While Pugmire’s contributions span 40 years, we wish to note that his current research program has never been larger, with research activities covering 6 different projects in pyrolysis, heterogeneous catalysis, PAH’s as precursors to soot, and early stages of soot formation.
A further indication of Pugmire’s respect and standing in the fuels community is his many contributions to the Fuel Chemistry Division. He has been an active member of the ACS Fuel Chemistry Division, participating in many of the meetings, as well as the associated Gordon Conferences on Hydrocarbon Chemistry. In excess of 40 oral presentations have been made at the Fuel Chemistry Division meetings, International Conferences of Coal Science, and Gordon Research Conferences. He has been a member of the advisory panel of what is now the Gordon Research Conference on Hydrocarbon Resources for the past 10 years. He was responsible for development of the program, as Vice-Chair in 2003 and as Chair in 2005. The 2005 Conference was one of the most successful sessions of that conference in the recent past. Not only was the program pertinent to the issues facing the fuels community today, but it also included 41 student posters from participants in Australia, Japan, Korea, Turkey, Spain, and the U.S.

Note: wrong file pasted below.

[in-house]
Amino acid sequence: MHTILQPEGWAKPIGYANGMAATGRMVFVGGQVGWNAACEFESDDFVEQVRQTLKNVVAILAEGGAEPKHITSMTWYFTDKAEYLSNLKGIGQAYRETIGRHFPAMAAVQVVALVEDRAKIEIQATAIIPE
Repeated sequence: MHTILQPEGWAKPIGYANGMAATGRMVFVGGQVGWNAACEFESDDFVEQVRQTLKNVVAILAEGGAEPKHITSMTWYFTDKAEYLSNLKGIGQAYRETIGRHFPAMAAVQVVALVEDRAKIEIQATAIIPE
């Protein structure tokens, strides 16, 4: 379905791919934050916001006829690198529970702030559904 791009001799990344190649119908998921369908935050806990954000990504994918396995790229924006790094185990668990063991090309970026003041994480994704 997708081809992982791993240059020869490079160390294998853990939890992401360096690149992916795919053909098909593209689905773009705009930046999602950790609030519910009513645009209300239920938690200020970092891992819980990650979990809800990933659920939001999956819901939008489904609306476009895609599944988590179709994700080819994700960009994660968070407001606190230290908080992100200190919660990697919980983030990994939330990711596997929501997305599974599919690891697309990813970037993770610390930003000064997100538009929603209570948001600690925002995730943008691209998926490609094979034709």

In summary, Pugmire is a preeminent fuels scientist with demonstrated excellence and accomplishments in the field. He is without doubt among the foremost contemporary experts in the characterization of coals and their products and the use of these significant and critical results to guide the development of improved methods of utilization of coal, both by direct combustion and through liquefaction. His seminal, highly creative and original research, as described above, has left an indelible mark on fuels chemistry and has had a major impact upon the field.